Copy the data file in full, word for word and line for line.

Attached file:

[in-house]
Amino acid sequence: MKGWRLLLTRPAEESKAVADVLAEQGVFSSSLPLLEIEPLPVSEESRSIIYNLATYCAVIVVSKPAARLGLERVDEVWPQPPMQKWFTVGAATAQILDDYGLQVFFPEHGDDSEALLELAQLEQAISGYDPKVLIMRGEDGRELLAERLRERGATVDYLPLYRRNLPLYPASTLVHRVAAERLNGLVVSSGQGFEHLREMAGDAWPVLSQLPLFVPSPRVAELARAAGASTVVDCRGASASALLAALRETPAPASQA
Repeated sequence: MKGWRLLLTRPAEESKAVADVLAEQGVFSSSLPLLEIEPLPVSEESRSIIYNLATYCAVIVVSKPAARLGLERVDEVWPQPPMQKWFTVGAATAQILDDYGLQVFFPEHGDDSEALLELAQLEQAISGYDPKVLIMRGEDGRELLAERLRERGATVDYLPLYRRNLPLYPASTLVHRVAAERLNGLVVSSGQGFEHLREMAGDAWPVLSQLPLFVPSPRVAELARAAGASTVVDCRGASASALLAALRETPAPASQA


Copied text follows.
[in-house]
Amino acid sequence: MKGWRLLLTRPAEESKAVADVLAEQGVFSSSLPLLEIEPLPVSEESRSIIYNLATYCAVIVVSKPAARLGLERVDEVWPQPPMQKWFTVGAATAQILDDYGLQVFFPEHGDDSEALLELAQLEQAISGYDPKVLIMRGEDGRELLAERLRERGATVDYLPLYRRNLPLYPASTLVHRVAAERLNGLVVSSGQGFEHLREMAGDAWPVLSQLPLFVPSPRVAELARAAGASTVVDCRGASASALLAALRETPAPASQA
Repeated sequence: MKGWRLLLTRPAEESKAVADVLAEQGVFSSSLPLLEIEPLPVSEESRSIIYNLATYCAVIVVSKPAARLGLERVDEVWPQPPMQKWFTVGAATAQILDDYGLQVFFPEHGDDSEALLELAQLEQAISGYDPKVLIMRGEDGRELLAERLRERGATVDYLPLYRRNLPLYPASTLVHRVAAERLNGLVVSSGQGFEHLREMAGDAWPVLSQLPLFVPSPRVAELARAAGASTVVDCRGASASALLAALRETPAPASQA